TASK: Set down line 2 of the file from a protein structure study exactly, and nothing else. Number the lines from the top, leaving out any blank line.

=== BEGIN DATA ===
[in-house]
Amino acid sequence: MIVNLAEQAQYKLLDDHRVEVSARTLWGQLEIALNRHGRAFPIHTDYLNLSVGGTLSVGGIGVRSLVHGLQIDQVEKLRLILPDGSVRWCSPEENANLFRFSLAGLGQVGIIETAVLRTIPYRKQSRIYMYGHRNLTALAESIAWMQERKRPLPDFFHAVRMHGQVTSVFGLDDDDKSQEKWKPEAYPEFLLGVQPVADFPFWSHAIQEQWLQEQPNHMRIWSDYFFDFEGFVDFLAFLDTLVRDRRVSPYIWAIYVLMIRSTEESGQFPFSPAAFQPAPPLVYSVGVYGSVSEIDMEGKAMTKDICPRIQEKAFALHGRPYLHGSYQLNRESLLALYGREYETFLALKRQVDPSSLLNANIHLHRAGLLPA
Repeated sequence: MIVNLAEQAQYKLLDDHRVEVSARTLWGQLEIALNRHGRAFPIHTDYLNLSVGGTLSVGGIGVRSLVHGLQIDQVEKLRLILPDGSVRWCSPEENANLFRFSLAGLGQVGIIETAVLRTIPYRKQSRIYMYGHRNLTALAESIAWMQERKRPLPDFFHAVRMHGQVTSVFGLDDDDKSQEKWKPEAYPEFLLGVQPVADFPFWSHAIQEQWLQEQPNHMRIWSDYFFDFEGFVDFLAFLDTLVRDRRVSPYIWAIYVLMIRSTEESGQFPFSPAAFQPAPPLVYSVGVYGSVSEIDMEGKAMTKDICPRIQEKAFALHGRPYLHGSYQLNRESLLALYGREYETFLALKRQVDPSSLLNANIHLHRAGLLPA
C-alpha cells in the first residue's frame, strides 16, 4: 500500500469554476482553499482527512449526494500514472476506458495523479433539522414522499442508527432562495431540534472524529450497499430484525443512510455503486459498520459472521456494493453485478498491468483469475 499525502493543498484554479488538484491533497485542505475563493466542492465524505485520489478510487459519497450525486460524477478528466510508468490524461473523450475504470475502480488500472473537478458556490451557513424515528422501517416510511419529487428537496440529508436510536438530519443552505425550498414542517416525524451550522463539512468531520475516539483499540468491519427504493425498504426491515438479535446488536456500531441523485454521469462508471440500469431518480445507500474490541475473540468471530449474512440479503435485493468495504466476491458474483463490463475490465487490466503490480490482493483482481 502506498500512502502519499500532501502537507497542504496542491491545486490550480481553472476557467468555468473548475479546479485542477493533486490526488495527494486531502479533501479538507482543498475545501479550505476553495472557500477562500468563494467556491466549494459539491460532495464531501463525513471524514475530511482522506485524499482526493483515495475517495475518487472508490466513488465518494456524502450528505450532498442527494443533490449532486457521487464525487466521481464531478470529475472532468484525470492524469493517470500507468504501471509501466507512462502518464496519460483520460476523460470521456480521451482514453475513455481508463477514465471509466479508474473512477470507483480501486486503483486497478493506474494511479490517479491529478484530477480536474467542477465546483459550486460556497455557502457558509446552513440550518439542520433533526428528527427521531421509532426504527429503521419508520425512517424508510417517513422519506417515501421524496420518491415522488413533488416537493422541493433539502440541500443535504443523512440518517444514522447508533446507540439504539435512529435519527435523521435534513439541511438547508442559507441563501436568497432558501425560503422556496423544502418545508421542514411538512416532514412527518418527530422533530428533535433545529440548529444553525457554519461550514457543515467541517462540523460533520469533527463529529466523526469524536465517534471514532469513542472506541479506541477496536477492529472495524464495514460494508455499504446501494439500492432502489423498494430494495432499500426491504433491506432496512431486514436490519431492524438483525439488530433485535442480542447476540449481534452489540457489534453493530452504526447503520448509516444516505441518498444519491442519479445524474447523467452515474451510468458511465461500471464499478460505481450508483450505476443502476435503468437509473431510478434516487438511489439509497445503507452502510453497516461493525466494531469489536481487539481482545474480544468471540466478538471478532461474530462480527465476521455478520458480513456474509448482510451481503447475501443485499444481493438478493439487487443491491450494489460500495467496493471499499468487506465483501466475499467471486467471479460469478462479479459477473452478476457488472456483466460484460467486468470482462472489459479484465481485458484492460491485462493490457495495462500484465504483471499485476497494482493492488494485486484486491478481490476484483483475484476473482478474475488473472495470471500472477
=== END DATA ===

Amino acid sequence: MIVNLAEQAQYKLLDDHRVEVSARTLWGQLEIALNRHGRAFPIHTDYLNLSVGGTLSVGGIGVRSLVHGLQIDQVEKLRLILPDGSVRWCSPEENANLFRFSLAGLGQVGIIETAVLRTIPYRKQSRIYMYGHRNLTALAESIAWMQERKRPLPDFFHAVRMHGQVTSVFGLDDDDKSQEKWKPEAYPEFLLGVQPVADFPFWSHAIQEQWLQEQPNHMRIWSDYFFDFEGFVDFLAFLDTLVRDRRVSPYIWAIYVLMIRSTEESGQFPFSPAAFQPAPPLVYSVGVYGSVSEIDMEGKAMTKDICPRIQEKAFALHGRPYLHGSYQLNRESLLALYGREYETFLALKRQVDPSSLLNANIHLHRAGLLPA